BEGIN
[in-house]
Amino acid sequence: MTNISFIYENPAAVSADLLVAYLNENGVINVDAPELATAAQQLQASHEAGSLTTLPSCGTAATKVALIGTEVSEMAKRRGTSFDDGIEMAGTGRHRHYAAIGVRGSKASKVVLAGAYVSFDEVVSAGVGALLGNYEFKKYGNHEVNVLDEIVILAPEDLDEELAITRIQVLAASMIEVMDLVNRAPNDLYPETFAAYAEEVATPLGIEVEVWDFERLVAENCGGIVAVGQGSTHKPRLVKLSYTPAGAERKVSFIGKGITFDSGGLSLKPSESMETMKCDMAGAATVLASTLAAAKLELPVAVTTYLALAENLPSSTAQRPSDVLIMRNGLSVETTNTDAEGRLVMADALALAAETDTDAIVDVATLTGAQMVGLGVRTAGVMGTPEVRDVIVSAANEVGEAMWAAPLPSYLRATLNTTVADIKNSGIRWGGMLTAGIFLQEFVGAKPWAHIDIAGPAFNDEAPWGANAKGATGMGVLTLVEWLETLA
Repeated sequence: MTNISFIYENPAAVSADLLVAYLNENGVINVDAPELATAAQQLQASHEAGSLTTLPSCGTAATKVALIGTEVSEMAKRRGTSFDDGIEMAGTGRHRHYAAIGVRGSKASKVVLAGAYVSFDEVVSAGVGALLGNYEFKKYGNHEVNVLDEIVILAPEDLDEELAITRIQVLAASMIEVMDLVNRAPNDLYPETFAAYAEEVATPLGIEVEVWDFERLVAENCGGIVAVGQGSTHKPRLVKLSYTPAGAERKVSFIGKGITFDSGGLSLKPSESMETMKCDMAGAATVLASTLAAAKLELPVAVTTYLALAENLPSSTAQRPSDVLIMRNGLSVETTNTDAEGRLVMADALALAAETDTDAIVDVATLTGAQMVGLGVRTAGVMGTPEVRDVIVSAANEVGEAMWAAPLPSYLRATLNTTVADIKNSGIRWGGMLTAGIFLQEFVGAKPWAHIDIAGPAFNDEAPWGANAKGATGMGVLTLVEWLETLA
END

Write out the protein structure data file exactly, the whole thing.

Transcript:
[in-house]
Amino acid sequence: MTNISFIYENPAAVSADLLVAYLNENGVINVDAPELATAAQQLQASHEAGSLTTLPSCGTAATKVALIGTEVSEMAKRRGTSFDDGIEMAGTGRHRHYAAIGVRGSKASKVVLAGAYVSFDEVVSAGVGALLGNYEFKKYGNHEVNVLDEIVILAPEDLDEELAITRIQVLAASMIEVMDLVNRAPNDLYPETFAAYAEEVATPLGIEVEVWDFERLVAENCGGIVAVGQGSTHKPRLVKLSYTPAGAERKVSFIGKGITFDSGGLSLKPSESMETMKCDMAGAATVLASTLAAAKLELPVAVTTYLALAENLPSSTAQRPSDVLIMRNGLSVETTNTDAEGRLVMADALALAAETDTDAIVDVATLTGAQMVGLGVRTAGVMGTPEVRDVIVSAANEVGEAMWAAPLPSYLRATLNTTVADIKNSGIRWGGMLTAGIFLQEFVGAKPWAHIDIAGPAFNDEAPWGANAKGATGMGVLTLVEWLETLA
Repeated sequence: MTNISFIYENPAAVSADLLVAYLNENGVINVDAPELATAAQQLQASHEAGSLTTLPSCGTAATKVALIGTEVSEMAKRRGTSFDDGIEMAGTGRHRHYAAIGVRGSKASKVVLAGAYVSFDEVVSAGVGALLGNYEFKKYGNHEVNVLDEIVILAPEDLDEELAITRIQVLAASMIEVMDLVNRAPNDLYPETFAAYAEEVATPLGIEVEVWDFERLVAENCGGIVAVGQGSTHKPRLVKLSYTPAGAERKVSFIGKGITFDSGGLSLKPSESMETMKCDMAGAATVLASTLAAAKLELPVAVTTYLALAENLPSSTAQRPSDVLIMRNGLSVETTNTDAEGRLVMADALALAAETDTDAIVDVATLTGAQMVGLGVRTAGVMGTPEVRDVIVSAANEVGEAMWAAPLPSYLRATLNTTVADIKNSGIRWGGMLTAGIFLQEFVGAKPWAHIDIAGPAFNDEAPWGANAKGATGMGVLTLVEWLETLA